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      Configuring a Haptic Interface for Music Performance



      Electronic Visualisation and the Arts (EVA 2015) (EVA)

      Electronic Visualisation and the Arts

      7 & 9 July 2015

      Multimodality, Tactile, Music, Haptic, Interface

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          Our daily interactions and perceptions involve multiple sensory multimodalities; most exchanges are inherently multimodal, playing an important part in our decoding and understanding of environments. Events can often engage multiple senses. Furthermore, musical experiences can be highly multisensory, with obvious auditory stimulation, the visual elements of a live performance, and physical stimulation of the body. In this paper, we will propose a means of incorporating an additional somatic channel of communication into live performances and compositional practice to further augment the physical nature of live performance.

          This work explores the integration of augmented vibratory, or haptic stimulation for audiences in live performance. The vibration interface is presented as an expressive and creative live performance-based tool for composers. Vibrations, or haptics, are implemented as an additional instrumental line, alongside auditory musical gestures, to expand the composer’s palette of expressions through augmented somatic engagement. This paper will describe the background, and design and development of a haptic interface for the purpose of audio-haptic listening-feeling. The focus of this paper is to describe a study into motor latency for informing multimedia simultaneity.

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          Most cited references 8

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          Tactile and Haptic Illusions.

          This paper surveys the research literature on robust tactile and haptic illusions. The illusions are organized into two categories. The first category relates to objects and their properties, and is further differentiated in terms of haptic processing of material versus geometric object properties. The second category relates to haptic space, and is further differentiated in terms of the observer's own body versus external space. The illusions are initially described and where possible addressed in terms of their functional properties and/or underlying neural processes. The significance of these illusions for the design of tactile and haptic displays is also discussed. We conclude by briefly considering a number of important general themes that have emerged in the materials surveyed.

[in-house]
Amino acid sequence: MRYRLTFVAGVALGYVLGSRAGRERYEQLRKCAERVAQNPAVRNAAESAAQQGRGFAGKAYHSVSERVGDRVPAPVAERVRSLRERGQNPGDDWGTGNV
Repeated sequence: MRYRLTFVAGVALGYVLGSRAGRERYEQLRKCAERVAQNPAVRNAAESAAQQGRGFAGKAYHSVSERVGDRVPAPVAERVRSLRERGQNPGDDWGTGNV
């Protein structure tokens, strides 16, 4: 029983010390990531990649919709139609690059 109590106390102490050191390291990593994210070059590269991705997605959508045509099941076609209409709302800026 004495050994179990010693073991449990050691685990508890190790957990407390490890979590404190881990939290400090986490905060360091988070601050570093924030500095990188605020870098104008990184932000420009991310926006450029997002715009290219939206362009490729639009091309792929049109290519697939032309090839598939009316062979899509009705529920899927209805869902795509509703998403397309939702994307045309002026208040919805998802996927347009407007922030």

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            Organ, Organ

             E Gunther,  E. GUNTHER (2007)
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              Imposing a networked vibrotactile communication system for improvisational suggestion

               L HAYES,  C Michalakos (2012)

                Author and article information

                July 2015
                July 2015
                : 41-45
                ICSRiM – University of Leeds, School of Music and School of Computing, Leeds LS2 9JT, U.K.

                haptics@icsrim.org.uk, www.icsrim.leeds.ac.uk
                © Joanne Armitage et al. Published by BCS Learning and Development Ltd. Proceedings of EVA London 2015, UK

                This work is licensed under a Creative Commons Attribution 4.0 Unported License. To view a copy of this license, visit http://creativecommons.org/licenses/by/4.0/

                Electronic Visualisation and the Arts (EVA 2015)
                London, UK
                7 & 9 July 2015
                Electronic Workshops in Computing (eWiC)
                Electronic Visualisation and the Arts
                Product Information: 1477-9358BCS Learning & Development
                Self URI (journal page): https://ewic.bcs.org/
                Electronic Workshops in Computing


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